Attacks on Community Finance Institutions

By: michael

In today's high tech world, maintaining the privacy and protection of customers and employees' information grows more and more difficult particularly for many financial institutions. These days' scammers are getting bolder and more brazen in their abilities to get personal information from banking customers as they aggressively target the smaller locally owned community financial institutions.

In fact, a recent customer reported a complex, malicious, and targeted attack took place on their institution's customers and employees. A well-recognized phishing activity trends website reported that financial institutions saw a continuing rise in phishing activities with 92.5% of attacks targeted on financial institutions.
On average, a phishing site stays online for 3.8 days. The relevance to the number of days online is that the longer it remains online, the more possibilities for the scammer to gather personal information. It is imperative that we are prepared for this type of incident and the response that is needed.

Phishing and Pharming Attacks
There was a time when only the larger financial institutions such as Wells Fargo bank were targeted for phishing and pharming scams, but that's no longer the case. The increase in phishing attacks on community financial institutions stems from the fact that smaller financial institutions are simply more profitable and are usually less protected from fraudulent activities.

As mentioned above, one of our local community financial institutions was hit with a complex and sophisticated vishing/pharming/phishing telephone scam that focused on customers as well as on the bank's employees. Fortunately, we have been preparing our client for years for these types of attacks, and therefore they were on the alert, so the attack caused minimum disruption.

Sharp customers and employees recognized that the e-mail messages were a scam because of poor grammar and content in addition to the salutation being addressed to "member" or some other non-descript person. A genuine message from a financial institution always addresses the customer by their full name. Furthermore, the scams did not provide a means for contacting the institution if there were any questions, but instead told the customers and employees in the e-mail message not to reply. No legitimate institution would ever tell you not to reply.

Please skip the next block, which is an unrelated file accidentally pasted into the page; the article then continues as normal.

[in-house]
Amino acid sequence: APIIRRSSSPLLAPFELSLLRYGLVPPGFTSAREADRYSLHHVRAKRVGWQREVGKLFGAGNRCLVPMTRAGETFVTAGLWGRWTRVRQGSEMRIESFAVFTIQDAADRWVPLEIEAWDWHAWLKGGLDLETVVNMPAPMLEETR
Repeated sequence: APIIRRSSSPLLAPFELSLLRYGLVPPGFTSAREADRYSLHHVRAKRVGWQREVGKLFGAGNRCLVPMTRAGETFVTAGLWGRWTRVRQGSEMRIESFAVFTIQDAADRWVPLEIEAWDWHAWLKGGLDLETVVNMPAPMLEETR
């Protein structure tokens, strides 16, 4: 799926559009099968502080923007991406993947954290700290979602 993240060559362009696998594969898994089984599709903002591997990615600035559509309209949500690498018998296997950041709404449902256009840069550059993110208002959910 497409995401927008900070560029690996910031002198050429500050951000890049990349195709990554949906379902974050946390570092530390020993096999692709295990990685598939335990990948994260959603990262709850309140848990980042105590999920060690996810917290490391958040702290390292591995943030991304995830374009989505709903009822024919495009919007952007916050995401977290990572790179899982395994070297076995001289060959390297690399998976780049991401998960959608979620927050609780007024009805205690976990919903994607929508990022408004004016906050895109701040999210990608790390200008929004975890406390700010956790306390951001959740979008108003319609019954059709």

But even with preparation and after years of working in the Internet security arena, we were surprised at the combination of attack vectors used.

Combination of Attack Vectors
The scammers' used a variety of strategies starting with a mass email and pharming scam as an attempt to steal personal information using a Do-IT-Yourself Phishing kit. The initial attack was then followed up with telephone calls to certain area codes with spoofed numbers and using a technique called Vishing. Besides, using pharming, phishing, and vishing tactics aimed at stealing valuable information such as credit cards, social security numbers, IDs and passwords, the attackers didn't stop there.

The scammers also included Spear Phishing, an email spoofing fraud that targets financial institution employees in an attempt to gain unauthorized access to confidential data. Because of the banks watchful eye, they caught it in time, but these types of attacks are getting bolder and more commonplace and require a great deal more vigilance in keeping personal information away from scammers.

Why Customers Are Fooled
Approximately 19% of recipients respond to Spear-Phishing, which today is one of the most menacing threats to Internet users. Unfortunately, users do not clearly understand the importance of checking for authenticity, which should include specific indications that the site they are being sent to is secure.

As a busy society, we are so focused on getting the job done quickly and efficiently, we often don't check for important clues, which is why many users receiving messages or paying bills online don't watch out for the clues that indicate whether an e-mail message or site is fraudulent.

An Incident Response Plan